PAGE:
Quick Cryptic no. 87 by Hurley

This one should find plenty of finishers – most pretty easy but 3 or 4 clues have chewy wordplay. Lots went in by just spotting the definition which is nearly always at the front or back of the clue. I completed this in 11 minutes but am still mulling over why 14 ac is the answer (but it has to be) – when I get blogging I hope it will become apparent. Definitions underlined. There seems to be the usual link problem – here’s the puzzle http://feeds.thetimes.co.uk/timescrossword/20140708/206/
So here we go…

1 Group of companies against developing tourism (10)
CONSORTIUM – Against (CON) and an anagram (developing) of TOURISM.
8 Stop filming girl’s outdated weapon (7)
CUTLASS – Stop filming (CUT) girl (LASS)
9 Supporting Church power (5)
FORCE – Supporting (FOR) Church (CE).
10 Genuine religious teaching attracts a learner (4)
REAL – Religious teaching (RE) a (A) learner (L). The word attracts makes the sentence English and the RE could be said to draw AL to it to form a single word.
11 British and French fish – a large shopping? (8)
BETRAYAL – British (B) and in French (ET) fish (RAY) a (A) large (L – as in clothes sizes). Shopping as in selling down the river – just had to look that phrase up as I realise I don’t know it’s origin – it’s not pleasant but here you go: to abandon or desert; to turn one’s back on another; to delude or take advantage of. This expression originated in the Old South, where uncooperative slaves were often punished by being shipped downstream to the harsh, sweltering plantations of the lower Mississippi.
13 Topic monarch finds dull to begin with (6)
MATTER – Monarch (ER) dull (MATT) at the front (to begin with).
14 One-time rural dweller’s area becomes old (6)
FORMER – so here’s the one I couldn’t work out – One-time is the definition, Ah! Got it – rural dweller (FARMER) in which the area (A) is replaced by (becomes) old (O). A bit tricksy this one – but the definition was pretty clear – the word play made even more tricky by having ‘old’ in it (which also means former).
17 Eileen, getting disheartened, changed peignoir (8)
NEGLIGEE – Didn’t know the word peignoir – which maybe makes me sweetly innocent or sad! Made up from an anagram (changed) of EILEEN and GG which is ‘getting’ without the middle letters (disheartened).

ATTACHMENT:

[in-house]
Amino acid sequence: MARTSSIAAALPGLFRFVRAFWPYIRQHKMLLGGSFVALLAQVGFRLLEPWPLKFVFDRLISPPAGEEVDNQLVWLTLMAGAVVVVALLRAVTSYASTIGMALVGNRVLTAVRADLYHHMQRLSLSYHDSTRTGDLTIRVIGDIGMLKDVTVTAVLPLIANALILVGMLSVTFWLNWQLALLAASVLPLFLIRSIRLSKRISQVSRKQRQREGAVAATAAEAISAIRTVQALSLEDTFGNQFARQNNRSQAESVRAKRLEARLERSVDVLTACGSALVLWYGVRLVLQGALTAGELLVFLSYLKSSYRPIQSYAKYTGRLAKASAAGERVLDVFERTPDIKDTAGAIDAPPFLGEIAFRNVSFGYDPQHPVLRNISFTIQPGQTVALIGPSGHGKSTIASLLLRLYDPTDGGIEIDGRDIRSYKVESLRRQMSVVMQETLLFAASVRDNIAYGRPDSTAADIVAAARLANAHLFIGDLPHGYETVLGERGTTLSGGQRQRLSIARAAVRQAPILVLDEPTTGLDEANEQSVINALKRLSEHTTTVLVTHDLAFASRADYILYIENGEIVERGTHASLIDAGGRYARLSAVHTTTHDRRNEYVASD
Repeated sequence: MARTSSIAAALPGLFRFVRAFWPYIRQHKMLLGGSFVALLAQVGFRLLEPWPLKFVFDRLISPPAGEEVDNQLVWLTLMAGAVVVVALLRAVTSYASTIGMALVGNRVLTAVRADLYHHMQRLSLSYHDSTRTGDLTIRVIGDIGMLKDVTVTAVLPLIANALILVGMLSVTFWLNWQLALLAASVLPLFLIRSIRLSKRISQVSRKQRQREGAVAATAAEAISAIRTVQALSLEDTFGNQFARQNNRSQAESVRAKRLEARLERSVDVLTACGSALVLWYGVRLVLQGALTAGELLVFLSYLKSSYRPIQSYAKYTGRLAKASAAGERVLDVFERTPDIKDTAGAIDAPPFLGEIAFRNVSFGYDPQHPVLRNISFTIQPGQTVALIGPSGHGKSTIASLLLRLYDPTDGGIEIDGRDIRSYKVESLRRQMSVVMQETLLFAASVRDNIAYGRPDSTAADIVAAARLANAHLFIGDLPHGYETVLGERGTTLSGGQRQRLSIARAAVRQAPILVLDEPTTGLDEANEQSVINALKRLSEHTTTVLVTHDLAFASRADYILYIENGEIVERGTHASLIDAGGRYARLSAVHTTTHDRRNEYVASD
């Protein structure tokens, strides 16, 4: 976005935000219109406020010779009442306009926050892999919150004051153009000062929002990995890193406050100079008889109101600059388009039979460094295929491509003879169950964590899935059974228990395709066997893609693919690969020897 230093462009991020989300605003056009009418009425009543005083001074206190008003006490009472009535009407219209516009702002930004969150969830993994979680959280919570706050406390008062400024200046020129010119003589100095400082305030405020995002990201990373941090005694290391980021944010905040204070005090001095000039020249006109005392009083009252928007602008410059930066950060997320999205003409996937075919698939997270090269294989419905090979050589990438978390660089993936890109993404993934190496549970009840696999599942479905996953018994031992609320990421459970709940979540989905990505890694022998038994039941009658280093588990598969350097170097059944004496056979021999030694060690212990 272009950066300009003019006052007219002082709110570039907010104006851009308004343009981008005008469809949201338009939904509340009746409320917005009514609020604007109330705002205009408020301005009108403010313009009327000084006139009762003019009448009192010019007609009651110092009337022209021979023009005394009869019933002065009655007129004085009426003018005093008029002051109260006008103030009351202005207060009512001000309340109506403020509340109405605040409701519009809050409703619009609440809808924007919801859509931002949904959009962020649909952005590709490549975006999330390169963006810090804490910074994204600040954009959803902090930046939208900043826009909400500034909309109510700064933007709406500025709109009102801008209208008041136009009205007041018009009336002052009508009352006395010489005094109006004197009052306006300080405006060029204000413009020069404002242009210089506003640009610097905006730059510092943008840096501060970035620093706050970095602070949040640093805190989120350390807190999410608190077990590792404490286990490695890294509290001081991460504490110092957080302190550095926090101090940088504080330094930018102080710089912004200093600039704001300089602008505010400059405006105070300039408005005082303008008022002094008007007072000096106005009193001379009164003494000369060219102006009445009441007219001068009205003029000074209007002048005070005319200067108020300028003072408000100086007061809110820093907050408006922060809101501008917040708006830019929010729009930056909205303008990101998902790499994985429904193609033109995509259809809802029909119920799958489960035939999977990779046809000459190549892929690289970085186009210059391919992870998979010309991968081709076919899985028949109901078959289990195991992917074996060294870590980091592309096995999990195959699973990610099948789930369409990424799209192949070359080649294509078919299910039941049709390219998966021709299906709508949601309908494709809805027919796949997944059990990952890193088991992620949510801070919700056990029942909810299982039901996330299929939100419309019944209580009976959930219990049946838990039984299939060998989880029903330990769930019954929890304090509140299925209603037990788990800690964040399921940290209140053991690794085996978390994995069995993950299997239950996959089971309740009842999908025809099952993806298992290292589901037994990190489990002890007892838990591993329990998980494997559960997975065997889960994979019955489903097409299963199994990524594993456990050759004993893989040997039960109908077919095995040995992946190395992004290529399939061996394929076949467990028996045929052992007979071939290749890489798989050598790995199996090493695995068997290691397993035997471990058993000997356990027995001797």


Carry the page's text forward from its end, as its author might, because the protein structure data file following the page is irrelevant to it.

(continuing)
19 Spurn cakes brought around (4)
SNUB – Cakes (BUNS) backwards (brought round). The ‘brought around’ can only apply to ‘cakes’ as it’s on that side of the clue so the definition has to be spurn.
21 Once more making a profit (5)
AGAIN – A (A) profit (GAIN).
22 Cover PM visiting Home Counties (7)
SHEATHE – PM (Ted HEATH) inside (visiting) Home Counties (SE – the South East).
23 Simple elm tree? Nay, complex! (10)
ELEMENTARY – Anagram (complex) of ELM TREE NAY (see, Watson?).

2 Reject unfashionable actors (7)
OUTCAST – Unfashionable (OUT) actors (CAST).
3 Senior citizen following second TV serial (4)
SOAP – Senior citizen (OAP) after (following) second (S).
4 Meat from zebra she recommended (6)
RASHER – In the clue (from) zebRA SHE Recommended.
5 Imply rigour on regular basis is of poor quality (8)
INFERIOR – Imply (INFER) and even letters of rIgOuR.
6 Dark spirit rising over Kentucky? (5)
MURKY – Dark spirit (RUM) upwards (rising) over Kentucky (KY).
7 Bleep a lord in broadcast? Very bad! (10)
DEPLORABLE – Anagram (broadcast) of BLEEP A LORD.
8 Male on island in breakfast food ritual (10)
CEREMONIAL – Male (M) on (ON) Island (I) inside breakfast food (CEREAL).
12 Challenging attitude of French man due to wed (8)
DEFIANCE – Of French (DE) man due to we’d (FIANCÉ).
15 Check car going around Northern Ireland (7)
MONITOR – Car (MOTOR – car ala Trotter family) around Northern Ireland (NI).
16 Tenant perhaps not so effusive after vacation (6)
LESSEE – Not so (LESS) EffusivE – with all the middle letters removed (vacation as in vacated).
18 Metal framework impressive, we hear (5)
GRATE – Sounds like (we hear) great = impressive.
20 Initially felt envious at the achievement (4)
FEAT – First letters of (initially) Felt Envious At The.

20 comments on “Quick Cryptic no. 87 by Hurley”

  1. 12 minutes. A good mix of clues here with 11ac as the stand-out for me. Be prepared for a pedants’ revolt with reference to 5dn as the idea that ‘imply’ and ‘infer’ can be substituted gets many people hot under the proverbial collar. Whatever the rights or wrongs of the argument, complaints should be addressed to the dictionary compilers not to Hurley, as Collins list the words as synonyms, as do Chambers who add “often condemned as misuse but generally accepted for over four centuries”.

    Chris you have a typo in 20dn.

    1. I think you deserve a medal, Jack, for hawk-eyed monitoring of the SNAFUs with the Quick Cryptic!
  2. An enjoyable puzzle, about 30 minutes with at least 5 on my last one in FORMER which I did not parse. Also failed to parse 17a and 16d. My favourite clue, by a long way, was BETRAYAL.